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If you think this world is heaven, then it is shocking to find how hellish it can be. But how come no one asks the opposite question? It would certainly explain a lot. But if it is, then the devil did a very bad job. It is the opposite of the theodicy question. The failure of the devil is that I still have my hope.
The devil may run the world, but I still have my heart. And I can be thankful for that, even if having hope makes it worse.
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It is not a nice view of the world, but it is one that fits the facts. My wife and children, however, are still active, believing members of The Church of Jesus Christ of Latter-day Saints, otherwise known as the Mormon Church. This authoritarian, patriarchal religious organization was at the center of my life from the time I was a child. Beginning in my adolescence, I felt a growing tension between what others told me was true and what my mind and heart was telling me. Nevertheless, I lived up to the expectations of my parents, my church leaders, and other role models in my religious tradition: I graduated from seminary a four-year high school program for LDS youth ; I earned an Eagle Scout award; I went to Brigham Young University on scholarship; I served a two-year mission for the Church in France and Switzerland; I married my wife in the temple in a private ceremony for only faithful members; I served in many volunteer capacities in my local congregations; I even made my professional career as a faculty member at BYU for five years.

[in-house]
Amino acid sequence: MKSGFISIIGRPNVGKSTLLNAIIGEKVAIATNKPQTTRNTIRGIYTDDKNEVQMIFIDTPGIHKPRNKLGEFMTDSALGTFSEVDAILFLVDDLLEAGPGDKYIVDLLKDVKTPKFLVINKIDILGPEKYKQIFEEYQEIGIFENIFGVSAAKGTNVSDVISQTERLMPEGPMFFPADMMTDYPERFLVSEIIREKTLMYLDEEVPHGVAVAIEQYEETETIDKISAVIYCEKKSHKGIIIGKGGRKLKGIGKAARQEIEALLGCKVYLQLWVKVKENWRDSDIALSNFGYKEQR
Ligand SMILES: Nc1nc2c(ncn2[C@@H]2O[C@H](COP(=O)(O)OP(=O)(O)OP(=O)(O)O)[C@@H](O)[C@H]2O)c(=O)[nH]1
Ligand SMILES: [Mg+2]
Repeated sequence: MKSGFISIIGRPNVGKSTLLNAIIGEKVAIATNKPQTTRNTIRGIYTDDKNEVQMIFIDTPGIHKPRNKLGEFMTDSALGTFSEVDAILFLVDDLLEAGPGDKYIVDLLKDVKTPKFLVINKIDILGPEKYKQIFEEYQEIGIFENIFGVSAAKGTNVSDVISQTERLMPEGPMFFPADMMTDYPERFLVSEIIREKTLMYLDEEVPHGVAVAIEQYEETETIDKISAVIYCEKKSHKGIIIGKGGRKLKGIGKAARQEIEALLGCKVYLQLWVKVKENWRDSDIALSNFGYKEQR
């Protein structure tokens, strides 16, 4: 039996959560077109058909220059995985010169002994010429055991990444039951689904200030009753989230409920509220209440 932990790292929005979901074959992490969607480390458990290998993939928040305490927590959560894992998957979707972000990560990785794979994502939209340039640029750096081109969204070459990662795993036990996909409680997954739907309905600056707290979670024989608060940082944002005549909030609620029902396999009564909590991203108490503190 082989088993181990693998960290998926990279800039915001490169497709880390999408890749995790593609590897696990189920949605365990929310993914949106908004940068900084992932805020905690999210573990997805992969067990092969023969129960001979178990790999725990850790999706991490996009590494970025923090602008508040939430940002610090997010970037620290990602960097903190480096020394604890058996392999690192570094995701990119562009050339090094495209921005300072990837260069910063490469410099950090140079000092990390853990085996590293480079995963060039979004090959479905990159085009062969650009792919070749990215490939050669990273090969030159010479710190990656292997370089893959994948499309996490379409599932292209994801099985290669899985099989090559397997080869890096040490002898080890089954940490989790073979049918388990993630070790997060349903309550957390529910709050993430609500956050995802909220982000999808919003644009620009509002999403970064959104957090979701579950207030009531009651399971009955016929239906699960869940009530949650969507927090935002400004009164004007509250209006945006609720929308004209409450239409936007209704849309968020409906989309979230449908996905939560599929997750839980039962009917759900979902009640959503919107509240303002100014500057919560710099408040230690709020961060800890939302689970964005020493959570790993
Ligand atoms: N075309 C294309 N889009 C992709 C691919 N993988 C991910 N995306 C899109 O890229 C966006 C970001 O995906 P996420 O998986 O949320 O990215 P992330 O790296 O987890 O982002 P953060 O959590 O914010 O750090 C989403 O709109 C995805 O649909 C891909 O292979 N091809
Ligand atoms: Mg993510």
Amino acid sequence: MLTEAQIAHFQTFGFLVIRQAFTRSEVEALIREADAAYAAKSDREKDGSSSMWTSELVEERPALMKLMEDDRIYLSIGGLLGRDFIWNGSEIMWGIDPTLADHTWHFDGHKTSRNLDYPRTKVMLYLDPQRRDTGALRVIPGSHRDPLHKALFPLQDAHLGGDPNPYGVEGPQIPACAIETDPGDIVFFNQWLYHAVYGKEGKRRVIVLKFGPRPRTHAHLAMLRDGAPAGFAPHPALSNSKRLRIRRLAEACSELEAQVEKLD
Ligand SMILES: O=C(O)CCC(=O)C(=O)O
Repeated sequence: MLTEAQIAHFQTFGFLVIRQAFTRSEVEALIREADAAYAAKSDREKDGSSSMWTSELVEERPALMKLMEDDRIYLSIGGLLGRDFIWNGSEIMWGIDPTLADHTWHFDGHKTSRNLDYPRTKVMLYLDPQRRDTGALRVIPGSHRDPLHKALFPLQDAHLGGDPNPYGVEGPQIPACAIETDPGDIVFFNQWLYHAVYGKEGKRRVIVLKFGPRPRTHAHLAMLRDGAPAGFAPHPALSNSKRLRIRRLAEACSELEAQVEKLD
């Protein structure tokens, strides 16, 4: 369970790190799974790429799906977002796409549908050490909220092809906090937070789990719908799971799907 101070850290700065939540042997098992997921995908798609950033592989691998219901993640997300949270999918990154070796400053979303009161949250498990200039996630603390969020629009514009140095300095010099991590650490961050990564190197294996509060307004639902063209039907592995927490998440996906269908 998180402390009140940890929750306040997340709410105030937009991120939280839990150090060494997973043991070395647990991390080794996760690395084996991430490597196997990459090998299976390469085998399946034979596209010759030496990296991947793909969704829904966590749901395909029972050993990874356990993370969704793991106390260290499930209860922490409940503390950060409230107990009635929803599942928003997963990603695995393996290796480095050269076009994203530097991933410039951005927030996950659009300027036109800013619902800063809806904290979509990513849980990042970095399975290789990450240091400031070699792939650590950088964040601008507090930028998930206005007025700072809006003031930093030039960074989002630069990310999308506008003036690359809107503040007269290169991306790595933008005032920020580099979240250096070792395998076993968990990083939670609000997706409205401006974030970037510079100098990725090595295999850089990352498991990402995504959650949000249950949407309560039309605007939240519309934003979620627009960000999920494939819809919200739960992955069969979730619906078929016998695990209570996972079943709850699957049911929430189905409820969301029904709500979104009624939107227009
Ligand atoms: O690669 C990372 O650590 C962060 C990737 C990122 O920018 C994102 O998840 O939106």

In my confusion and loneliness, I reached out online to various communities of Mormons going through similar faith and cultural struggles as I was. Over the course of seven years I deconstructed most of my faith in the Church, as well as my belief in God or any kind of theology. I was angry and hurting and depressed, which affected all aspects of my life.